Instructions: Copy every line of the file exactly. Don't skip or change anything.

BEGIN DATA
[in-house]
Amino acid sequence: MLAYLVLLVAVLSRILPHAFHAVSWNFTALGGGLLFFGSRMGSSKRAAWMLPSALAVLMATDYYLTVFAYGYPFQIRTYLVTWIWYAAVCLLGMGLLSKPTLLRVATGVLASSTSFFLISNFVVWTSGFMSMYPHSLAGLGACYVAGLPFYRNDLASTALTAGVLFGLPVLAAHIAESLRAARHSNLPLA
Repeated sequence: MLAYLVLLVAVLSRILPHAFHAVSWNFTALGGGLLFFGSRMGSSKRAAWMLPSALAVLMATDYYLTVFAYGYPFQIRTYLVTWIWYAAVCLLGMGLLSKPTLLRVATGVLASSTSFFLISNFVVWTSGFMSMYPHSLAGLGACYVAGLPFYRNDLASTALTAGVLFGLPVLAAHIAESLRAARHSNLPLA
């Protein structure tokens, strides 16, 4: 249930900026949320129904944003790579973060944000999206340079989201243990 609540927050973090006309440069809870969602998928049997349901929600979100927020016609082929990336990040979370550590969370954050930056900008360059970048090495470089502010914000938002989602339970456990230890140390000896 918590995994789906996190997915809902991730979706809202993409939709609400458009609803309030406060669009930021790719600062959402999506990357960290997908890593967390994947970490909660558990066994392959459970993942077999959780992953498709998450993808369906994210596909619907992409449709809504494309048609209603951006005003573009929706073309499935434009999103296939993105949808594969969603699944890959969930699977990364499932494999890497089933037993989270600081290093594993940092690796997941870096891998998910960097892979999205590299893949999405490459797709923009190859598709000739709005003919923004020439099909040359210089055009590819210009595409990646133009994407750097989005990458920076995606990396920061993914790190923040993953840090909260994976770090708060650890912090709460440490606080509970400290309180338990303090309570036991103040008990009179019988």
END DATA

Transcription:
[in-house]
Amino acid sequence: MLAYLVLLVAVLSRILPHAFHAVSWNFTALGGGLLFFGSRMGSSKRAAWMLPSALAVLMATDYYLTVFAYGYPFQIRTYLVTWIWYAAVCLLGMGLLSKPTLLRVATGVLASSTSFFLISNFVVWTSGFMSMYPHSLAGLGACYVAGLPFYRNDLASTALTAGVLFGLPVLAAHIAESLRAARHSNLPLA
Repeated sequence: MLAYLVLLVAVLSRILPHAFHAVSWNFTALGGGLLFFGSRMGSSKRAAWMLPSALAVLMATDYYLTVFAYGYPFQIRTYLVTWIWYAAVCLLGMGLLSKPTLLRVATGVLASSTSFFLISNFVVWTSGFMSMYPHSLAGLGACYVAGLPFYRNDLASTALTAGVLFGLPVLAAHIAESLRAARHSNLPLA
């Protein structure tokens, strides 16, 4: 249930900026949320129904944003790579973060944000999206340079989201243990 609540927050973090006309440069809870969602998928049997349901929600979100927020016609082929990336990040979370550590969370954050930056900008360059970048090495470089502010914000938002989602339970456990230890140390000896 918590995994789906996190997915809902991730979706809202993409939709609400458009609803309030406060669009930021790719600062959402999506990357960290997908890593967390994947970490909660558990066994392959459970993942077999959780992953498709998450993808369906994210596909619907992409449709809504494309048609209603951006005003573009929706073309499935434009999103296939993105949808594969969603699944890959969930699977990364499932494999890497089933037993989270600081290093594993940092690796997941870096891998998910960097892979999205590299893949999405490459797709923009190859598709000739709005003919923004020439099909040359210089055009590819210009595409990646133009994407750097989005990458920076995606990396920061993914790190923040993953840090909260994976770090708060650890912090709460440490606080509970400290309180338990303090309570036991103040008990009179019988």